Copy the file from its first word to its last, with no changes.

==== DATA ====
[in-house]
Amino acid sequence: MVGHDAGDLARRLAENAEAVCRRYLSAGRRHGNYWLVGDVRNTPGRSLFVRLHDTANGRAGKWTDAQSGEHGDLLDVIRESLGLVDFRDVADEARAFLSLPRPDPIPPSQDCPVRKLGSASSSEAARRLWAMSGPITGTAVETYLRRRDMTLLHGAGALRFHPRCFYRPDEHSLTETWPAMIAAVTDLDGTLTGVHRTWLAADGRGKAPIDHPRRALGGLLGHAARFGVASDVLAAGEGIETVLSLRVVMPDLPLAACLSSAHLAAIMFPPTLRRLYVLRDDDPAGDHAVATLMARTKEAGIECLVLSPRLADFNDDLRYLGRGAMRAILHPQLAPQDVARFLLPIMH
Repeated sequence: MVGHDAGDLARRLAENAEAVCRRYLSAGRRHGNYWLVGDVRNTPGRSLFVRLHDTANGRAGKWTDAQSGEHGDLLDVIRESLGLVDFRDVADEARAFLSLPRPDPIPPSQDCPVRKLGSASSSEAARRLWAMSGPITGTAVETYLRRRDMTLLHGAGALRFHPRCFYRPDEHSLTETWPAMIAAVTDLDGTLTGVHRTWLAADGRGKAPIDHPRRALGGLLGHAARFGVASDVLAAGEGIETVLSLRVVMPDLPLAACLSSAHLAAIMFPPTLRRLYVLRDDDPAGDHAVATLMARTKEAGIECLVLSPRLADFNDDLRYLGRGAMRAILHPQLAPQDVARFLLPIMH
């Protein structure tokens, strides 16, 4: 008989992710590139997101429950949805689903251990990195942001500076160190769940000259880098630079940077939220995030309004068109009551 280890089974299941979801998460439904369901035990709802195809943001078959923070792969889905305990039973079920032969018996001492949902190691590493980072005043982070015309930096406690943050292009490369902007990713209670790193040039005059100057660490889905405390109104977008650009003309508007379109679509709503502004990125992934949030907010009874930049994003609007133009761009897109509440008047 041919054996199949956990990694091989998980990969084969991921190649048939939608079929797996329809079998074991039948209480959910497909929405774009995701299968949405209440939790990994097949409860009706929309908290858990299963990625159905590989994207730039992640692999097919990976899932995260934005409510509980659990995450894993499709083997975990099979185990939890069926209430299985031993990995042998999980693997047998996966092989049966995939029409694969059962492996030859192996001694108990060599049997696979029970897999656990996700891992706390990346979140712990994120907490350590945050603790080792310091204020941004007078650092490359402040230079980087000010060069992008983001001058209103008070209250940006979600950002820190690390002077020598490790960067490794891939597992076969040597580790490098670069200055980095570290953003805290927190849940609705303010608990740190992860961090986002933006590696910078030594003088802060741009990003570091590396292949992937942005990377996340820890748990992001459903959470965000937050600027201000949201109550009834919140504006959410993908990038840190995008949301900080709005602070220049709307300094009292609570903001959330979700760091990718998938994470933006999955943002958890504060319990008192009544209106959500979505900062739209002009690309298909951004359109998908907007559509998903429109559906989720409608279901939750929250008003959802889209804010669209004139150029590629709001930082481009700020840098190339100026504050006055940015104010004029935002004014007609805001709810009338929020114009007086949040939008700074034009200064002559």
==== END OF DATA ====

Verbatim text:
[in-house]
Amino acid sequence: MVGHDAGDLARRLAENAEAVCRRYLSAGRRHGNYWLVGDVRNTPGRSLFVRLHDTANGRAGKWTDAQSGEHGDLLDVIRESLGLVDFRDVADEARAFLSLPRPDPIPPSQDCPVRKLGSASSSEAARRLWAMSGPITGTAVETYLRRRDMTLLHGAGALRFHPRCFYRPDEHSLTETWPAMIAAVTDLDGTLTGVHRTWLAADGRGKAPIDHPRRALGGLLGHAARFGVASDVLAAGEGIETVLSLRVVMPDLPLAACLSSAHLAAIMFPPTLRRLYVLRDDDPAGDHAVATLMARTKEAGIECLVLSPRLADFNDDLRYLGRGAMRAILHPQLAPQDVARFLLPIMH
Repeated sequence: MVGHDAGDLARRLAENAEAVCRRYLSAGRRHGNYWLVGDVRNTPGRSLFVRLHDTANGRAGKWTDAQSGEHGDLLDVIRESLGLVDFRDVADEARAFLSLPRPDPIPPSQDCPVRKLGSASSSEAARRLWAMSGPITGTAVETYLRRRDMTLLHGAGALRFHPRCFYRPDEHSLTETWPAMIAAVTDLDGTLTGVHRTWLAADGRGKAPIDHPRRALGGLLGHAARFGVASDVLAAGEGIETVLSLRVVMPDLPLAACLSSAHLAAIMFPPTLRRLYVLRDDDPAGDHAVATLMARTKEAGIECLVLSPRLADFNDDLRYLGRGAMRAILHPQLAPQDVARFLLPIMH
């Protein structure tokens, strides 16, 4: 008989992710590139997101429950949805689903251990990195942001500076160190769940000259880098630079940077939220995030309004068109009551 280890089974299941979801998460439904369901035990709802195809943001078959923070792969889905305990039973079920032969018996001492949902190691590493980072005043982070015309930096406690943050292009490369902007990713209670790193040039005059100057660490889905405390109104977008650009003309508007379109679509709503502004990125992934949030907010009874930049994003609007133009761009897109509440008047 041919054996199949956990990694091989998980990969084969991921190649048939939608079929797996329809079998074991039948209480959910497909929405774009995701299968949405209440939790990994097949409860009706929309908290858990299963990625159905590989994207730039992640692999097919990976899932995260934005409510509980659990995450894993499709083997975990099979185990939890069926209430299985031993990995042998999980693997047998996966092989049966995939029409694969059962492996030859192996001694108990060599049997696979029970897999656990996700891992706390990346979140712990994120907490350590945050603790080792310091204020941004007078650092490359402040230079980087000010060069992008983001001058209103008070209250940006979600950002820190690390002077020598490790960067490794891939597992076969040597580790490098670069200055980095570290953003805290927190849940609705303010608990740190992860961090986002933006590696910078030594003088802060741009990003570091590396292949992937942005990377996340820890748990992001459903959470965000937050600027201000949201109550009834919140504006959410993908990038840190995008949301900080709005602070220049709307300094009292609570903001959330979700760091990718998938994470933006999955943002958890504060319990008192009544209106959500979505900062739209002009690309298909951004359109998908907007559509998903429109559906989720409608279901939750929250008003959802889209804010669209004139150029590629709001930082481009700020840098190339100026504050006055940015104010004029935002004014007609805001709810009338929020114009007086949040939008700074034009200064002559």